Before a company can actualize or plan a workplace endgame, managers and business leaders need to address communications and hybrid operations for both in-office and out-of-office staff. Will this take a week, months, a year? Good leaders and executives will take advantage of summer 2021 to examine and test what is important physically and operationally for their organization. The key is to be prepared and one step ahead of whatever your company's "normalcy" will look like going forward.
5. Can Companies Afford to Experiment?
Most companies will find it challenging to determine the amount of physical change to implement at their offices. Large companies with deep pockets have no problem testing or trying updates to their physical environments. Meanwhile, smaller companies simply cannot afford to experiment with office changes without a solid forecast of what benefits those changes might provide in the long run. This is where the MBRE Project Services team has been most useful: asking the questions that help a small company find a path from point A to point B.
For example, will seating layouts adhering to coronavirus social distancing efforts still be needed in 12-24 months? Will furniture have to be moved back or replaced to accommodate a company's full or partial return to the office? Will a new layout be needed to maximize the effectiveness of a company's new and unique hybrid work model? The importance of analysis and planning will benefit challenged organizations. Companies large and small that leverage experienced professionals' knowledge and apply what they've learned from those professionals to their future workplace will reap the most rewards.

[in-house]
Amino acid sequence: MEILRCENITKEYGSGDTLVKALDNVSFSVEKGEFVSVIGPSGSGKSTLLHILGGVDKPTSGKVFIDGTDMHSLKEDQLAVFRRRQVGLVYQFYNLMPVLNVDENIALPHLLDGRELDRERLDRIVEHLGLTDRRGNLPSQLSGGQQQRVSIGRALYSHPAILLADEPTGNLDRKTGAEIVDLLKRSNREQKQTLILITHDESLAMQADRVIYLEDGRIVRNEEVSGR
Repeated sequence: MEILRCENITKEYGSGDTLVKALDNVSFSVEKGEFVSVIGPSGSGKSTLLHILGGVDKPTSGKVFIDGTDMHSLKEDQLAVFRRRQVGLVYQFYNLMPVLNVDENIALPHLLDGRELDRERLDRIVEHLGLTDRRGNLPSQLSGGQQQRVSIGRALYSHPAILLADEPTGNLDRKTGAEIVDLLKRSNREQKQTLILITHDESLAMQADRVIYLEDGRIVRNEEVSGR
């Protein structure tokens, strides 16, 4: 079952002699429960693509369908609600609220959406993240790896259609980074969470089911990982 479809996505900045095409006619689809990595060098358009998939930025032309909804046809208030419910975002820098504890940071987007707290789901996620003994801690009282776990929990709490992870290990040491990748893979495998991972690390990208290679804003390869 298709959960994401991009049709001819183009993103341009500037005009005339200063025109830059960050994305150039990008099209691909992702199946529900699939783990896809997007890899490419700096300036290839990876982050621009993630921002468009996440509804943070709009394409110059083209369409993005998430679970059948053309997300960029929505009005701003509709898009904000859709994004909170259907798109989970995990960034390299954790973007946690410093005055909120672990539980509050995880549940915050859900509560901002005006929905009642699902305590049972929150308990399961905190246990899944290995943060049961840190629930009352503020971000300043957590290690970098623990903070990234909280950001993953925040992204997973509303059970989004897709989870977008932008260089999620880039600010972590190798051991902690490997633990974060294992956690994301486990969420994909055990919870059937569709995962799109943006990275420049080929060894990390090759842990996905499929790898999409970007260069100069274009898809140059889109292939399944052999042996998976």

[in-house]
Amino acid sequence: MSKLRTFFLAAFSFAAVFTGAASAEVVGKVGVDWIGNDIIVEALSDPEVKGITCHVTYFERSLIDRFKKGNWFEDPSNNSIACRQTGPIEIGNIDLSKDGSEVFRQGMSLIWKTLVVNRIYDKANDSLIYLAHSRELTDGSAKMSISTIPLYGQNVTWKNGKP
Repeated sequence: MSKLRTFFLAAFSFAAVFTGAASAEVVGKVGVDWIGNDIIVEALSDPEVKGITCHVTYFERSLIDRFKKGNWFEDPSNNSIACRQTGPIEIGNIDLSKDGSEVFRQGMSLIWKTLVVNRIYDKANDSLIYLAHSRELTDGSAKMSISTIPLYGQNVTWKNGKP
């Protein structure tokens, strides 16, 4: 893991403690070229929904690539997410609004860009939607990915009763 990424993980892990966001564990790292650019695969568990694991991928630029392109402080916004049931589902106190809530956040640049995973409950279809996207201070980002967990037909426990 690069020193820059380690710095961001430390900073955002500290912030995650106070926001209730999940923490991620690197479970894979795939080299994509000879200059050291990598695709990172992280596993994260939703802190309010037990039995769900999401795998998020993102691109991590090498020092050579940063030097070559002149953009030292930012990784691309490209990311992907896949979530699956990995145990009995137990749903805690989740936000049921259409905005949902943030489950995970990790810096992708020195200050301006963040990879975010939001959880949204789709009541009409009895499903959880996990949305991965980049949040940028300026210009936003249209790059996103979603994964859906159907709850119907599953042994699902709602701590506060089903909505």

6. Technology Can Blur the Lines of Separation
There will be an evolution of technology application linking the hybrid workplace where some staff is internal and others remote. This tech isn't new, and as returning to the hybrid workplace gathers momentum, companies and employees will prove to be pros at using it. But how this tech affects the future is still unknown.
How will the physical and technological structure of the office need to change to support the hybrid, tech-competent workforce effectively? Do staff need to make reservations to come to the office (even if they have a dedicated desk)? Does my team have a dedicated space? If not, how do I find my fellow team members? Can I use that conference room, or do I need a reservation? Prior to the pandemic, most offices were generally casual about questions like these, assuming thoughtful staff would manage peacefully. Together with some of the issues above, you can see that technology will play a new role in managing the workplace and engaging staff—regardless of who is working in and who's working outside the office at any given time.
7. New Challenges for HR and IT